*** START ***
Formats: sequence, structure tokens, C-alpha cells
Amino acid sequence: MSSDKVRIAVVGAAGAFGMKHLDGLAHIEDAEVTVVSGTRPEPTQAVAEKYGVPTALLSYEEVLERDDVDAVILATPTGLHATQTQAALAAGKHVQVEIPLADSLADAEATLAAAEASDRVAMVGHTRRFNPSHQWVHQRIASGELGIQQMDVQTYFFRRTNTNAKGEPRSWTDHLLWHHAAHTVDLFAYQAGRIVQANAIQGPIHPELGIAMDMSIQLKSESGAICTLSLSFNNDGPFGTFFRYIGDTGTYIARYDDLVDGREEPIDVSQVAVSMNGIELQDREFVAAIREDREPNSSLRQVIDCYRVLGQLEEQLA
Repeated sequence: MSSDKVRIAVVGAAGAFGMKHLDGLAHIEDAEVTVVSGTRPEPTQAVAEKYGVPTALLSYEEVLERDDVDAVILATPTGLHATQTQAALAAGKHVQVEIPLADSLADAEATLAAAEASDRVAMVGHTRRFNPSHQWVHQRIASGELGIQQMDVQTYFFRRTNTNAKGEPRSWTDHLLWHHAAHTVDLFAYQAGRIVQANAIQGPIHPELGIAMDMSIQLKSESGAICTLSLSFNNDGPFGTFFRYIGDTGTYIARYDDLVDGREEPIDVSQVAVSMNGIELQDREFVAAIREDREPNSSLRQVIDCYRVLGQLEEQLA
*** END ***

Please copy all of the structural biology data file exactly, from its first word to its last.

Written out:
Formats: sequence, structure tokens, C-alpha cells
Amino acid sequence: MSSDKVRIAVVGAAGAFGMKHLDGLAHIEDAEVTVVSGTRPEPTQAVAEKYGVPTALLSYEEVLERDDVDAVILATPTGLHATQTQAALAAGKHVQVEIPLADSLADAEATLAAAEASDRVAMVGHTRRFNPSHQWVHQRIASGELGIQQMDVQTYFFRRTNTNAKGEPRSWTDHLLWHHAAHTVDLFAYQAGRIVQANAIQGPIHPELGIAMDMSIQLKSESGAICTLSLSFNNDGPFGTFFRYIGDTGTYIARYDDLVDGREEPIDVSQVAVSMNGIELQDREFVAAIREDREPNSSLRQVIDCYRVLGQLEEQLA
Repeated sequence: MSSDKVRIAVVGAAGAFGMKHLDGLAHIEDAEVTVVSGTRPEPTQAVAEKYGVPTALLSYEEVLERDDVDAVILATPTGLHATQTQAALAAGKHVQVEIPLADSLADAEATLAAAEASDRVAMVGHTRRFNPSHQWVHQRIASGELGIQQMDVQTYFFRRTNTNAKGEPRSWTDHLLWHHAAHTVDLFAYQAGRIVQANAIQGPIHPELGIAMDMSIQLKSESGAICTLSLSFNNDGPFGTFFRYIGDTGTYIARYDDLVDGREEPIDVSQVAVSMNGIELQDREFVAAIREDREPNSSLRQVIDCYRVLGQLEEQLA